This is an 80% muted–no talking–activity to use at the start of your retro. It should last between 5 to 10 minutes.
Often the facilitator asks the group for a verbal yes to agree with Kerth’s prime directive. Most people can see its value but sometime you get a “yeaahh sure I agree… they did the best job they could” but what that person really thinks is “they did a really stinky job”.
Sometime people think that about themselves.
When to use the activity
I’d use this activity on groups new to Kerth’s prime directive or groups where an individual dismissed the directive.
The objective is to give time to the group to better understand the meaning of the sentence.
Before using this activity make sure you fully understand the directive yourself or it will be challenging to deal with questions from your group.
The facilitator reads the prime directive and explains that by accepting it the group will make retrospective a more constructive and effective environment.
Regardless of what we discover, we must understand and truly believe that everyone did the best job he or she could given what was known at the time, his or her skills and abilities, the resources available, and the situation at hand.
Norm Kerth prime directive
Instead of asking the group for the directive acceptance with a verbal yes tell them we will spend a few minutes questioning the directive.
Give the group a minute or two to remember an episode in their previous job where they believe the prime directive could not be applied. Read the directive highlighting the givens portion:
- given what was known at the time
- given his or her skills and abilities
- given the resources available
- given the situation at hand
After the two minutes of thinking back–or less–ask them to summarize the episode on a post-it note. If people believe in the directive you can ask to summarize an episode where the directive was applicable.
Once done writing ask them to reflect on the factors that might have affected that episode:
- what was known at the time of the episode/incident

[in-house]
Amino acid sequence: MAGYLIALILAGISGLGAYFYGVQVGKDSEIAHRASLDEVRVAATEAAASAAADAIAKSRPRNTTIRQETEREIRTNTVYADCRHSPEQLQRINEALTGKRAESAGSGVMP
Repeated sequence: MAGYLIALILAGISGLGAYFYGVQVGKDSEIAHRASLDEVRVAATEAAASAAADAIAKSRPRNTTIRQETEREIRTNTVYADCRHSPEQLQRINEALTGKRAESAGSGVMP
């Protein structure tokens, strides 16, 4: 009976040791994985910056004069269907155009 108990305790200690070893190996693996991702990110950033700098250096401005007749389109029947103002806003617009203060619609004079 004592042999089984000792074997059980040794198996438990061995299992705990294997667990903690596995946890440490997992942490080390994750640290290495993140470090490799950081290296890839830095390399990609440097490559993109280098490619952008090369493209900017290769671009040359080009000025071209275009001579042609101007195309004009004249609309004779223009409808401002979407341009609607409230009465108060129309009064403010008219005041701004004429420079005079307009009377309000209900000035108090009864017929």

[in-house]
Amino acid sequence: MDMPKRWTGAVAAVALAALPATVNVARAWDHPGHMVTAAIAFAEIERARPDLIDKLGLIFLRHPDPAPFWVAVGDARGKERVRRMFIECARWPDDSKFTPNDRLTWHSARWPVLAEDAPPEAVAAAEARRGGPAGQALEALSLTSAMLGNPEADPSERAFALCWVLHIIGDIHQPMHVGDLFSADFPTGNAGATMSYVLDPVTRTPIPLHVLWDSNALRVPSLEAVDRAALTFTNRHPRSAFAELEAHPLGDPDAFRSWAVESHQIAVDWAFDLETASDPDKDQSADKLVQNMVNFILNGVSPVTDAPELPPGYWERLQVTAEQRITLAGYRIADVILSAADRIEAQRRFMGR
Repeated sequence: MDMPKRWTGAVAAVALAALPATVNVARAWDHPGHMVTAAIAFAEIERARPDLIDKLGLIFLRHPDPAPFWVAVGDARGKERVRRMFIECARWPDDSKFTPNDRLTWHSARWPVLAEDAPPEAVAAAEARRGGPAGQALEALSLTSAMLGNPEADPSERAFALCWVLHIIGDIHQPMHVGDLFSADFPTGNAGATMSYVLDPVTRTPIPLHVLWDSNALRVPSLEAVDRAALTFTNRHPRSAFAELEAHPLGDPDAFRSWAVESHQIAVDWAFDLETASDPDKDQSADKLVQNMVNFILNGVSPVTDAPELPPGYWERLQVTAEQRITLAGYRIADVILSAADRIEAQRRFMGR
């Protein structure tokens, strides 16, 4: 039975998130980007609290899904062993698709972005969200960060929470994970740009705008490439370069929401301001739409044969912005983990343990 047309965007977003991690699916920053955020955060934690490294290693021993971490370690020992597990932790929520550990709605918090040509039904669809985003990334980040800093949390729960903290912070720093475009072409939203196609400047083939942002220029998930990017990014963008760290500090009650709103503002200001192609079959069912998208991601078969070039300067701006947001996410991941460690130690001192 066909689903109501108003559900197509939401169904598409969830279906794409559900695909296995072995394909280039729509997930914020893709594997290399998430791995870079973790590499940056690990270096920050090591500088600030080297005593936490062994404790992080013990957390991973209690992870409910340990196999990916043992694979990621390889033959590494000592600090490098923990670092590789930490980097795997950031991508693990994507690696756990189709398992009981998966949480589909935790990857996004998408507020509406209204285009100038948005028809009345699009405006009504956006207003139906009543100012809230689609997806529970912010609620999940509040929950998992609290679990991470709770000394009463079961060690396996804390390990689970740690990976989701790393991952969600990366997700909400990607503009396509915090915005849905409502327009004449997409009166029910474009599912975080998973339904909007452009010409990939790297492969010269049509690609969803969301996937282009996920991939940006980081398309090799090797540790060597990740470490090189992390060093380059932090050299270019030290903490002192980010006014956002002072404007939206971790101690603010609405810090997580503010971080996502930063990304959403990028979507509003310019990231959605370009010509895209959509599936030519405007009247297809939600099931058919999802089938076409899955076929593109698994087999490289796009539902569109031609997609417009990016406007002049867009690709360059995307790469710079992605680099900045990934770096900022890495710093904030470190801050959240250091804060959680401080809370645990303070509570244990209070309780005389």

- what were that person’s–or group–skills and abilities
- what resources–time, team size, bandwidth–were available
- what was the situation at hand
Reflecting about these factors will help us gain a better understanding of the events we look during retrospective.
After reflecting on how these factors impacted the job done ask if they still think the best job wasn’t done given these factors or if perhaps they don’t know how to answer about these factors.
Now is the time to ask each participants if they accept the prime directive for today’s retrospective.
Skeptics in the group
Remind the group that it’s ok to still think the directive doesn’t apply to their episode.
Ask if they are ok sharing the episode with the group and try to understand the factors. Also acknowledge that sometimes there are extreme situations where individuals might purposely sabotaging projects and use an unprofessional conduct.
Ask them if they are ok putting aside their biases and accept the directive for the duration of today’s retrospective.
If they accept thank them. If they still refuse–even just for today’s retro–there must be a deeper issue that needs to be tackled.
If it’s an individual I’d say continue the retrospective and keep an eye on his/her behavior and follow-up one-on-one afterwards.
If the majority of the group feels that way it’s better to call the retrospective off and investigate further on the root cause of that tension.
Retrospectives are the most important part of an iteration and changing their format is imperative to keep people engaged.
If people understand Kerth’s prime directive printing it out and reminding people about it is usually enough.
When people are new to Kerth’s prime directive it’s good to explain it and challenge it instead of getting a–often disengaged–verbal yes.
Before trying this activity make sure you fully understand the directive there is another great post about questioning the directive with input from though leaders in the retrospective community.